MSDN and TechNet subscribers will be able to download R2 Data Center, Enterprise, Standard, Workgroup and Developer (in English only) as of May 3. Volume licensing downloads will be available in 11 languages starting May 3. The trial bits are available as of April 21.

Microsoft is planning a "launch" for SQL Server 2008 R2, but officials still won't say when or where. I've been thinking it might launch on or around May 12, given that's the Office 2010/SharePoint 2010 launch date. But so far, mum's the word.

What's up next on the database front? SQL Server "Denali" (a k a SQL Server 2011/2012).

Topics: Microsoft, Data Centers, Data Management, Enterprise Software, Software


Mary Jo has covered the tech industry for 30 years for a variety of publications and Web sites, and is a frequent guest on radio, TV and podcasts, speaking about all things Microsoft-related. She is the author of Microsoft 2.0: How Microsoft plans to stay relevant in the post-Gates era (John Wiley & Sons, 2008).

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  • DreamSpark

    Wish they'd give DreamSpark students a version that they can use in production. Express is there and Developer edition is an overkill for student.
  • RE: Microsoft: SQL Server 2008 R2 crosses the finish line

    SQL Server 2008 R2 is definitely going to be a "skip"
    release for us. It's almost beyond belief that MSFT has
    been working for over two years on a database product
    that contains almost no changes to the core database or
    Management Studio areas.

    Instead, MSFT have devoted all their resources to
    pandering to the needs of the top 1% of the market by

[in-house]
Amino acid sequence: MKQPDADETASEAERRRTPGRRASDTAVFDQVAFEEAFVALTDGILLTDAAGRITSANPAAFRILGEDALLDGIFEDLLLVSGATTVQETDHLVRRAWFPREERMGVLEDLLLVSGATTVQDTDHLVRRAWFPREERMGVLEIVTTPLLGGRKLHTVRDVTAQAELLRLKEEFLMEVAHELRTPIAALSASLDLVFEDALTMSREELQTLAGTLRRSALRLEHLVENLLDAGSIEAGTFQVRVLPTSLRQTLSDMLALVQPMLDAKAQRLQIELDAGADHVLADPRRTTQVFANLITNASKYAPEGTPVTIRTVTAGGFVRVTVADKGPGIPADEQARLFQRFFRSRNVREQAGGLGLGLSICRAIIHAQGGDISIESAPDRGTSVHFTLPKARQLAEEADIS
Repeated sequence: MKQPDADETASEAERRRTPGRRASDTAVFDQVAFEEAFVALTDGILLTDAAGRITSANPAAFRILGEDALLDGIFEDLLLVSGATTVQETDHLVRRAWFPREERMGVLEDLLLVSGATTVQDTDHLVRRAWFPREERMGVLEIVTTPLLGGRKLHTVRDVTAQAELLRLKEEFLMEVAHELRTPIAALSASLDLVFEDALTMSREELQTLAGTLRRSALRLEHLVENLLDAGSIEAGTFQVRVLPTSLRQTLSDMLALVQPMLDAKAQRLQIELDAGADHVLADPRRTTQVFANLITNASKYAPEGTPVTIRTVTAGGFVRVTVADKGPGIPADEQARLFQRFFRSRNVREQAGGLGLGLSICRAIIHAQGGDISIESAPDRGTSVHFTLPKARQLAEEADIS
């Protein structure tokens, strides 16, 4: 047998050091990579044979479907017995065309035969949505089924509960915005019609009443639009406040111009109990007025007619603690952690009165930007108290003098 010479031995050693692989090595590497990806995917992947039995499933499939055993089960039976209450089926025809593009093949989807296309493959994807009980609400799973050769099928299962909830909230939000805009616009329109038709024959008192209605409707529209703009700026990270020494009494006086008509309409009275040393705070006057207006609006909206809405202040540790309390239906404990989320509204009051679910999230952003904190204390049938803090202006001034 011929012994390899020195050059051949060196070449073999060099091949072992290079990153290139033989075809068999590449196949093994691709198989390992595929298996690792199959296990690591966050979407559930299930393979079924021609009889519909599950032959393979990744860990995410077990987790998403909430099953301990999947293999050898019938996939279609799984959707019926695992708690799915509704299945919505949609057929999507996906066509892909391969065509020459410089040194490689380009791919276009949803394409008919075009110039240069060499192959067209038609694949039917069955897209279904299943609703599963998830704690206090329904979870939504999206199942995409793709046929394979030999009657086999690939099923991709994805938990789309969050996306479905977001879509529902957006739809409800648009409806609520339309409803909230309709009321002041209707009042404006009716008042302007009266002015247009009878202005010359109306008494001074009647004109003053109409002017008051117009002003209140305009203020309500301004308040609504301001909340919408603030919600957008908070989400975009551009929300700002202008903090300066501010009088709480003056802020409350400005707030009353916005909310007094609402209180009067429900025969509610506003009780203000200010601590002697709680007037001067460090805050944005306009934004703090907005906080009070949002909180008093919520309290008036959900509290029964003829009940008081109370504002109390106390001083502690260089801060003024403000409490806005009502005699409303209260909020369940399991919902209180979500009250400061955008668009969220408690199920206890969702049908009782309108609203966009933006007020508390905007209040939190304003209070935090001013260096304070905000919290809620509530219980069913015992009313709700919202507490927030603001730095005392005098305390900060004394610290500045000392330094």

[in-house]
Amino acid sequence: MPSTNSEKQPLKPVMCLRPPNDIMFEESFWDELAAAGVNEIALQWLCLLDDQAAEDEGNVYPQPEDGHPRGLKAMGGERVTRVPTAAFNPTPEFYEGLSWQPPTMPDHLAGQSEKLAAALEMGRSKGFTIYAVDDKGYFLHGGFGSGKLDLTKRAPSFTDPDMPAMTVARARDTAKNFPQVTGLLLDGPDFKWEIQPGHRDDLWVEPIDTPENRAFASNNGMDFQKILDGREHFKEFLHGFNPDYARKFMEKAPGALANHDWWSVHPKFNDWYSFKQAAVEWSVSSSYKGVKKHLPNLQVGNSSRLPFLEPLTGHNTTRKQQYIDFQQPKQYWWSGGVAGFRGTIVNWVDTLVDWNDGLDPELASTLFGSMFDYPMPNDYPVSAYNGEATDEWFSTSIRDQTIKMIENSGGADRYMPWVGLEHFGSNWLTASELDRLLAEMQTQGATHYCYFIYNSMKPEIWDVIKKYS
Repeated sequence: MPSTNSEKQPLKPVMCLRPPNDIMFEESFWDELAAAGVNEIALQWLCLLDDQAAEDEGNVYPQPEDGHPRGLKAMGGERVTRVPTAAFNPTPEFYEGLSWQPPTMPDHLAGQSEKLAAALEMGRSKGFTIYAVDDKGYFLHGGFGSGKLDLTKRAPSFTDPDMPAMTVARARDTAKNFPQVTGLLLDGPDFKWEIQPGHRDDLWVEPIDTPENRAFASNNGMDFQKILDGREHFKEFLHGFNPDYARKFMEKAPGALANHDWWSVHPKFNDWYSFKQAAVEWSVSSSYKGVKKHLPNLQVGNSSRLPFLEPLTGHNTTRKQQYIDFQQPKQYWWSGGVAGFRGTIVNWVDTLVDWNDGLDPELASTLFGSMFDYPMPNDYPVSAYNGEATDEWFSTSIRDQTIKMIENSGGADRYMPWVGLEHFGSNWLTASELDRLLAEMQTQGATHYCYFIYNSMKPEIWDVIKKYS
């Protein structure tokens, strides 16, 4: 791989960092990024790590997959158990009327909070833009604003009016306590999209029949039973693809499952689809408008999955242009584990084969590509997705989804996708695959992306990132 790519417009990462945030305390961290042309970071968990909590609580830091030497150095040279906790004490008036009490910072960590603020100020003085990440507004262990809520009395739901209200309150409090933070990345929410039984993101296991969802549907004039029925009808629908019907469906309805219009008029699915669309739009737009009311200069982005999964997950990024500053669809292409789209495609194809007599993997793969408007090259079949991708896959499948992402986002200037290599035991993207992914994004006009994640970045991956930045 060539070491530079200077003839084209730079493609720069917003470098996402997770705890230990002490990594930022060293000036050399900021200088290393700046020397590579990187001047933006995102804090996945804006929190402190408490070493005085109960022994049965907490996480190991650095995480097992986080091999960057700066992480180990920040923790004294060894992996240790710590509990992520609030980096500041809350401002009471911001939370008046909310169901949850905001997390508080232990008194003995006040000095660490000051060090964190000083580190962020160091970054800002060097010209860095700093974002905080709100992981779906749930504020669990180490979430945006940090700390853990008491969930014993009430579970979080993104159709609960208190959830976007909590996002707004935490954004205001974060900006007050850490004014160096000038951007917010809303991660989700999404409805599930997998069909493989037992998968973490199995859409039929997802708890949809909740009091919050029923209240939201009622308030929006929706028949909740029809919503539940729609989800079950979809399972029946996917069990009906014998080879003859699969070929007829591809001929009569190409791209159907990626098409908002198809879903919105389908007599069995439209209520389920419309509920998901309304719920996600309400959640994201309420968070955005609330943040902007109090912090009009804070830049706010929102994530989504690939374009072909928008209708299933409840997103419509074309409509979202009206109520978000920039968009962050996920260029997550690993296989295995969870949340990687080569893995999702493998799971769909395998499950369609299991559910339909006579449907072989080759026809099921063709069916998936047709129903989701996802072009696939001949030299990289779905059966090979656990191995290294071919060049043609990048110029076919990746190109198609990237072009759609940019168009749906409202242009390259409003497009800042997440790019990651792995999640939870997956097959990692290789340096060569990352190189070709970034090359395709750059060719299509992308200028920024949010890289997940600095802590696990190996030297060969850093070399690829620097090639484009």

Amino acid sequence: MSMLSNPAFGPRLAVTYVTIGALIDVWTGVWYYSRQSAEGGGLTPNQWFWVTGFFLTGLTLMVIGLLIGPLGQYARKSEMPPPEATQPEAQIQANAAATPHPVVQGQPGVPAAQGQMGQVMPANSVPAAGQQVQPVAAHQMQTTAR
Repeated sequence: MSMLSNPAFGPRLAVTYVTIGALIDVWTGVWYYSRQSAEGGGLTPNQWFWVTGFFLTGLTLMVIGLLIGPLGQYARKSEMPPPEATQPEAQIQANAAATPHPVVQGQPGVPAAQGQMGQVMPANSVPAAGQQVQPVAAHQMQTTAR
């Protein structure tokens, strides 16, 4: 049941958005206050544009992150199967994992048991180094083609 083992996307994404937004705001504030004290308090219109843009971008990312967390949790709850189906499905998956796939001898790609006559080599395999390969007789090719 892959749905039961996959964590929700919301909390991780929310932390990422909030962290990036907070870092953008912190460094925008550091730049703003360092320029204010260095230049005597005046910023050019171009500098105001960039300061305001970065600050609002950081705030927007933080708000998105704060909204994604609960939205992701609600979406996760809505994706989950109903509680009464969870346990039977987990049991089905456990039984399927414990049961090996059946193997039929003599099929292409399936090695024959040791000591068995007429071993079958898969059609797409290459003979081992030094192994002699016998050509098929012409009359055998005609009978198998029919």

focusing on analytics etc. rather than bread and butter
    core database features.
    Dan Smith:
    • Skip for you, huge gain for others

      1. "devoted all resources" is said too hard. Analysis Services, Reporting Services and maybe some others have been devoted totally to pushing PowerPivot (BI platform). The SQL Engine team was busy doing their stuff
      2. Where is the 1% number coming from? PowerPivot is intented for users who actively use Excel on daily basis, which is a large audience

      Try it out, you won't be disappointed. Doing simple reports/tasks on small-medium databases just got extremely easy!

      P.S. As a member of Analysis Servcies team my opinion is biased by default.
      • Skewed Priorities

        Admittedly my 1% figure was just a guess. I suppose I should've gathered gigs of data on user priorities and analysed it with PowerPivot!

        Seriously though, isn't it a bit bizarre to have almost no changes to the real guts (database) of the product?

        Obviously I don't have access to your internal priority list, but we can all see the real world priorities people are voting for on Connect. Other than service pack requests, almost all the top 100 requests are for core database features, T-SQL language features etc.

        What about bug fixes? Has the #1 most voted for bug that's been open for over 2 years been fixed in R2? See here:
        Dan Smith: